How countries can shape change at home
Published in conjunction with the 2013 Reinhard Mohn Prize, the book "Winning Strategies for a Sustainable Future" presents outstanding examples of sustainable policymaking from around the globe
This week the Bertelsmann Stiftung is awarding the Reinhard Mohn Prize to former UN Secretary-General Kofi Annan, thereby recognizing a pioneer in the area of sustainable development. Many sustainability programs at the local, national and global levels continue to benefit from initiatives like the United Nations Global Compact and the UN Millennium Development Goals, initiatives launched by Annan. "In addition to global initiatives, however, what will remain important is how individual countries shape change at home," says Aart De Geus, chairman and CEO of the Bertelsmann Stiftung. In a recently published book, "Winning Strategies for a Sustainable Future," the Bertelsmann Stiftung presents exemplary sustainability strategies, both regional and national, from a number of continent.
The book documents responses to the question of what individual countries can do domestically to design and implement policies committed to sustainability and intergenerational justice. Since the first Earth Summit in Rio de Janeiro in 1992, many countries have been looking for new approaches to achieving economic and social progress. The environmental crises of recent years and the global financial and economic crisis have shown that a profound shift in thinking must take place in this area.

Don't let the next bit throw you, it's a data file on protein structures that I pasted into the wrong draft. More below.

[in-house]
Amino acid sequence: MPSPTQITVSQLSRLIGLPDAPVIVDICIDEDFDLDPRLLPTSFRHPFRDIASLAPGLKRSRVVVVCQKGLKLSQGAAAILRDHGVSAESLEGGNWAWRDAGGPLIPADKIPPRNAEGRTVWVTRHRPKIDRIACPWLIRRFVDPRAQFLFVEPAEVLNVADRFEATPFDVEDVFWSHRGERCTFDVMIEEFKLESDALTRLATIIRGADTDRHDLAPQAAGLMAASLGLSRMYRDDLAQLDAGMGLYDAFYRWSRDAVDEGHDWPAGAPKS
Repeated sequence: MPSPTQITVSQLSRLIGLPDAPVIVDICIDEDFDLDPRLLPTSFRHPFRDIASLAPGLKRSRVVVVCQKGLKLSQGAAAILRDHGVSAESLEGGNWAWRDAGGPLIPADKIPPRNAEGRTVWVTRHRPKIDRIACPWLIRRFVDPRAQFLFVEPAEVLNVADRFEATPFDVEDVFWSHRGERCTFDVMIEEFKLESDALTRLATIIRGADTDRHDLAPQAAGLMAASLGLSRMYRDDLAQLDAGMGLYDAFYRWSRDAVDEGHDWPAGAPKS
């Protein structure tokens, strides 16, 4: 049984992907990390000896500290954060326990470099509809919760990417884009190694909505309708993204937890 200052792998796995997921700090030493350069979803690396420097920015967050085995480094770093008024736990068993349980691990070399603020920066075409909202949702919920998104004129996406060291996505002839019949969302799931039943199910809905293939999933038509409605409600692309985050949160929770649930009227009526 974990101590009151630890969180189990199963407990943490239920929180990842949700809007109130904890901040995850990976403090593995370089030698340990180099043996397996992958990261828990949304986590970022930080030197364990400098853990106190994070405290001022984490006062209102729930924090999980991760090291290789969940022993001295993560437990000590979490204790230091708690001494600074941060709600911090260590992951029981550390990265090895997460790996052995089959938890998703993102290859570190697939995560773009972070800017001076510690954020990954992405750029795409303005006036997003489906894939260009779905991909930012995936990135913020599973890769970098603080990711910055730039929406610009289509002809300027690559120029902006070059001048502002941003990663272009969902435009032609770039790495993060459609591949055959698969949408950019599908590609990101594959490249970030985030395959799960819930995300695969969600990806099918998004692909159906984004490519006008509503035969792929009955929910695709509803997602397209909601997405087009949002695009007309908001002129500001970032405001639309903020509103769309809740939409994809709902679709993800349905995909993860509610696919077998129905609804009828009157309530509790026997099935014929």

In order to stimulate discussion and help individuals and organizations learn from each other, the Winnipeg-based International Institute for Sustainable Development (IISD) carried out a worldwide search on behalf of the Bertelsmann Stiftung. The goal was to identify best practices that can advance the debate within Germany and beyond on how sustainability policies might be successfully implemented. Following the search, strategies from 35 countries were presented to a group of European experts for discussion and to a working committee, which selected the top five programs.
The Bertelsmann Stiftung publication documents the research and the selection process, presenting approaches from Asia, Latin America, Europe, Africa and Australia. As the examples from Bhutan, Costa Rica, Finland, Ghana and Tasmania show, sustainability is achievable. The best practices provide a point of departure for other countries to become more sustainable.